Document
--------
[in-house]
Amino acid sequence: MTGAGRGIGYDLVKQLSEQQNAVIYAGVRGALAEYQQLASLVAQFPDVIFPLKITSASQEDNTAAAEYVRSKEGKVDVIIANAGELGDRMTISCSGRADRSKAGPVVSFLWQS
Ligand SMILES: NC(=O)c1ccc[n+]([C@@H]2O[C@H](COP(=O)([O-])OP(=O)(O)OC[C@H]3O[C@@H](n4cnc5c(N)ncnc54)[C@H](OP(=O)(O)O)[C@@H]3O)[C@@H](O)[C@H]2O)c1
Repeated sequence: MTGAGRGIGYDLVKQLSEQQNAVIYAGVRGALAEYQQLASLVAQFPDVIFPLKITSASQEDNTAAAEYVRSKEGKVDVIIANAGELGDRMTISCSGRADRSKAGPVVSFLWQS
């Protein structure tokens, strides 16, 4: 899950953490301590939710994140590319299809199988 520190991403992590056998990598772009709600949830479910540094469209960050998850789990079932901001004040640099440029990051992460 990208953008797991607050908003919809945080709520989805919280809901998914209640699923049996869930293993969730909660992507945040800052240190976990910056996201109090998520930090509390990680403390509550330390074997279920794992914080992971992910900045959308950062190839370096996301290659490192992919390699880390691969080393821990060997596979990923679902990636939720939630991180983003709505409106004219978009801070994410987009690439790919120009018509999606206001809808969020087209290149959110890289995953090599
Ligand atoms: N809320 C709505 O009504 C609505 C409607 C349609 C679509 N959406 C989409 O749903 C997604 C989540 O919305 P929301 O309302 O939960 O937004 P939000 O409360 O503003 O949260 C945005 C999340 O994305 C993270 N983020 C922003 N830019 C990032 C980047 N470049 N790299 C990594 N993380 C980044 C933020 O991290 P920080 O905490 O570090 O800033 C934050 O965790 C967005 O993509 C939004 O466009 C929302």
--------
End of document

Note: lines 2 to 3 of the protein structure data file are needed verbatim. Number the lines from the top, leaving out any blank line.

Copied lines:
Amino acid sequence: MTGAGRGIGYDLVKQLSEQQNAVIYAGVRGALAEYQQLASLVAQFPDVIFPLKITSASQEDNTAAAEYVRSKEGKVDVIIANAGELGDRMTISCSGRADRSKAGPVVSFLWQS
Ligand SMILES: NC(=O)c1ccc[n+]([C@@H]2O[C@H](COP(=O)([O-])OP(=O)(O)OC[C@H]3O[C@@H](n4cnc5c(N)ncnc54)[C@H](OP(=O)(O)O)[C@@H]3O)[C@@H](O)[C@H]2O)c1